This important role of political popular music did not die with the attainment of independence in many African countries. Most African governments, having realised the power of this music, used it to consolidate and legitimise their power in the initia stages of independence. For example, the government of Tanzania in 1967 appealed to popular musicians to help spread their ideas of socialism through their songs (Finnegan 1970: 298). However, with changing relationships between the governments and the people, popular music invariably continued to regulate the new social relations, constantly challenging those in power to account for their actions or lack of them. And indeed some African governments banned popular songs that challenged them. Nigeria's military government banned popular political music in 1966 in a bid to curb political unrest. More importantly, popular music continued to provide an outlet where in most cases the African governments had maintained the oppressive structures built by their colonial predecessors, so as to sustain their own hegemonic power structures.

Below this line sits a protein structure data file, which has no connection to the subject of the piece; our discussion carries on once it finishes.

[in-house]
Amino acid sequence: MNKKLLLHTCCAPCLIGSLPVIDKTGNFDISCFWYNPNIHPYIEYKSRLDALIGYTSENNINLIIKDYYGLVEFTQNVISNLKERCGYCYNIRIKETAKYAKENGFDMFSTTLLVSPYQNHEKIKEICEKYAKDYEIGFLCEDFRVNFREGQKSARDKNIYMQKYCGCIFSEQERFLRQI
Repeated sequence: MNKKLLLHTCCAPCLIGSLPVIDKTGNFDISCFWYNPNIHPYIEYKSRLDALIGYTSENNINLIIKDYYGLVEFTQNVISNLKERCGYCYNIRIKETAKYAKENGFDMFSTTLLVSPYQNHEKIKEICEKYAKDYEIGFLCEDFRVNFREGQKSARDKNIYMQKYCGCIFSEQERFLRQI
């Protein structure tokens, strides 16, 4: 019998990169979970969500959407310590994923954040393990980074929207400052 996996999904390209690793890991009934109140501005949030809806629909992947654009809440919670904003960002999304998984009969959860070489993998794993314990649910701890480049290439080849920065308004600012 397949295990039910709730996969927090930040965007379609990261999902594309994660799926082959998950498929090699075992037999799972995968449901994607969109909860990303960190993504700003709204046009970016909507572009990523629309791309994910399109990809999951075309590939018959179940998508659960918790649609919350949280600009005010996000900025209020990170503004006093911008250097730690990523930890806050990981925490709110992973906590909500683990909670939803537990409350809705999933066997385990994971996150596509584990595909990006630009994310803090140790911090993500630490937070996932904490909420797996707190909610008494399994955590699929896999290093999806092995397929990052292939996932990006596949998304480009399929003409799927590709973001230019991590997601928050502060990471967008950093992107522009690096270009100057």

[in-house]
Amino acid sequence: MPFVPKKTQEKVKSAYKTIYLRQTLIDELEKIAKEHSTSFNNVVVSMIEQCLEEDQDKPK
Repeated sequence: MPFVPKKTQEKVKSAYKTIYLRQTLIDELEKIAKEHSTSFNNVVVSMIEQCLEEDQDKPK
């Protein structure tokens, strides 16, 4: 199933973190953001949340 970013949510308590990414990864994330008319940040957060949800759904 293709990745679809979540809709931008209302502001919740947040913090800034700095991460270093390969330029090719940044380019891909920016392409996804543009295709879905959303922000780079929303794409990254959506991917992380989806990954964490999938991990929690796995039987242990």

[from Alice Dadirai Kwaramba, Popular Music and Society: The Language of Chiumurenga Music: The Case of Thomas Mapfumo in Zimbabwe. Oslo: University of Oslo, 1997. Available from Department of Media and Communications [email@example.com].
Last Modified: 6 February 2002